Tallahassee Mayor Andrew Gillum — endorsed by Bernie Sanders and funded heavily by far-left bankroller George Soros — scored a narrow-but-decisive upset over moderate Democrat and former Rep. Gwen Graham in the latest step in a trek the Democratic Party has been taking leftward.
In defeating the daughter of popular former Gov. and Sen. Bob Graham, Gillum becomes the first black in Sunshine State history to be nominated for governor by a major party.
Barely 20 years after self-styled New Democrats such as Bill Clinton and Connecticut Senator and 2000 vice presidential nominee Joe Lieberman were demonstrating that eschewing liberalism and embracing the middle road was a formula for electoral success, the Democratic Party is making a dash to the hard-left symbolized by 2016 presidential hopeful and Sen. Bernie Sanders, I-Vt.
Earlier this year, House Democratic Caucus Chairman Rep. Joe Crowley of New York went down to a landslide primary defeat to Alexandria Ocasio-Cortez, a community organizer and Sanders supporter.
In Michigan, former state legislator Gretchen Whitmer, unabashed backer of tax increases, won the nomination for governor and shares a ticket of three statewide candidates committed to causes from suing the Trump administration to disobeying what it considers bad law passed by the legislature.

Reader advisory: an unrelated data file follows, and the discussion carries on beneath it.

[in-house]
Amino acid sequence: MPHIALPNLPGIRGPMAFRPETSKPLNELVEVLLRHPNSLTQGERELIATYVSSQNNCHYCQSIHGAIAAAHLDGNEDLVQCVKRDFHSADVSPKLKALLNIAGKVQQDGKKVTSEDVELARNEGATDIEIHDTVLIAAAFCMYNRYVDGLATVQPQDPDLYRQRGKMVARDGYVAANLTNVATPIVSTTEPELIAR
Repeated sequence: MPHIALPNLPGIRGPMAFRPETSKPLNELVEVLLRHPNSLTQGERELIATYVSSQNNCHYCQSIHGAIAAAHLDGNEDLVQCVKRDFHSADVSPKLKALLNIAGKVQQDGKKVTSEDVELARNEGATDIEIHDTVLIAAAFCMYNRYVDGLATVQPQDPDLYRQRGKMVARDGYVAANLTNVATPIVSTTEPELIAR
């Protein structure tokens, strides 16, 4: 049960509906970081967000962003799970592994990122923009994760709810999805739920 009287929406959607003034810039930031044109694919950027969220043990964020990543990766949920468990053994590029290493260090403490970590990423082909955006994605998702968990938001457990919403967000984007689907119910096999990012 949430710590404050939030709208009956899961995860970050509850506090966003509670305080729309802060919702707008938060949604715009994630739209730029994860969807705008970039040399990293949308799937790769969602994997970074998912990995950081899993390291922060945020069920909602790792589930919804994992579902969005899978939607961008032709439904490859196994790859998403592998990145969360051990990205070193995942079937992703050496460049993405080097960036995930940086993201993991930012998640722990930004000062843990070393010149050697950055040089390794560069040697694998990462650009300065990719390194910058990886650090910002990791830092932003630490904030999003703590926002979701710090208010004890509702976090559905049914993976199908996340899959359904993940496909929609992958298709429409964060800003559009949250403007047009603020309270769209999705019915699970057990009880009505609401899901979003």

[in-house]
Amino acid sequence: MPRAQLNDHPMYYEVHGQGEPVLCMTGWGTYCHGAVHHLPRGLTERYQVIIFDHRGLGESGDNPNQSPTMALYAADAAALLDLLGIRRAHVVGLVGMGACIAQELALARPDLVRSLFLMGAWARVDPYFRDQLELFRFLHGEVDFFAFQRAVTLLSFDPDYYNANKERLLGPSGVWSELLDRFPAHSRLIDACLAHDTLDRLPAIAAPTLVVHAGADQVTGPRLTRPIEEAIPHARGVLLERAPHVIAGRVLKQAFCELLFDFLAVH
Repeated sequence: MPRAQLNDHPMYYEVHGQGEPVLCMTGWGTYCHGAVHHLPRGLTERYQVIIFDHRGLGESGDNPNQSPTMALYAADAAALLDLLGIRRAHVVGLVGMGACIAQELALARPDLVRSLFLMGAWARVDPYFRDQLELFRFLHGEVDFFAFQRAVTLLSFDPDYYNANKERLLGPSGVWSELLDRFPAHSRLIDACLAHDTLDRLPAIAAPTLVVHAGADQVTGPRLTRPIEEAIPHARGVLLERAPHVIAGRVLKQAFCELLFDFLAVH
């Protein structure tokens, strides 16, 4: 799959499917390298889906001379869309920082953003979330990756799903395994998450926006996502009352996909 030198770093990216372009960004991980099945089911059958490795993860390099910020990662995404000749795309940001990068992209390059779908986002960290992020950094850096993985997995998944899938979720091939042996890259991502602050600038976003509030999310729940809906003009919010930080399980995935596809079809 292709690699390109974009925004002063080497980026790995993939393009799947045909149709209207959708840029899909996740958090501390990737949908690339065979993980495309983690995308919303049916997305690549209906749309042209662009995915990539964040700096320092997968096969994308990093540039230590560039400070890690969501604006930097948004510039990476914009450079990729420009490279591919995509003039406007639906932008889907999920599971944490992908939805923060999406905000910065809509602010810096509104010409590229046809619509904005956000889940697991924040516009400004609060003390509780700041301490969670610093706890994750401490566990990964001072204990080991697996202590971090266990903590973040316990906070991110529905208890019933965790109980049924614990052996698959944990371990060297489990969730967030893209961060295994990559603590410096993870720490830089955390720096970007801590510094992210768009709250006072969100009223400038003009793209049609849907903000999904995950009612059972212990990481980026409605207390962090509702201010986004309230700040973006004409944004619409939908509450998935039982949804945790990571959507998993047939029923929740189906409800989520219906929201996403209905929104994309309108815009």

Texas Democrats chose the far-left, openly gay former Dallas County Sheriff Lupe Valdez for governor over businessman Andrew White, son of the late moderate Gov. Mark White.
Florida Democrats had expected to nominate Graham, who had near-universal name recognition from her father's quarter-century in statewide office and good ties to the state's business community.
Gillum unabashedly backed universal Medicare and a $15-an-hour minimum wage. Along with Soros, the Tallahassee mayor could count on environmentalist multi-millionaire Tom Steyer and actress Jane Fonda for financial support.
He now goes into a fall campaign against Trump-backed Republican Rep. Ron DeSantis that is inarguably a contest of polar opposites. DeSantis, who benefited from the president's early endorsement and campaign appearances on his behalf, rolled up 56-to-37 percent of the vote against the more moderate State Agriculture Commissioner Adam Putnam.
But whether he wins in the fall or not, Gillum for now is the latest case-in-point the Democratic Party is increasingly becoming the party of Sanders-aligned candidates, leaving moderates to seek major nominations at their own risk.
"There are no longer any New Democrats left from the '90's," concluded veteran North Carolina GOP consultant Marc Rotterman. "What is clear is that the energy and the message of the Democratic Party in the midterms is being driven by Bernie Sanders and his acolytes who embrace socialism and reject the orthodoxy of the Democratic Party of the recent past.
"Left is all the rage in the Democratic Party and my view is they will be rejected by blue-collar Democrats and others in the middle in November."
John Gizzi is chief political columnist and White House correspondent for Newsmax. For more of his reports, Go Here Now.
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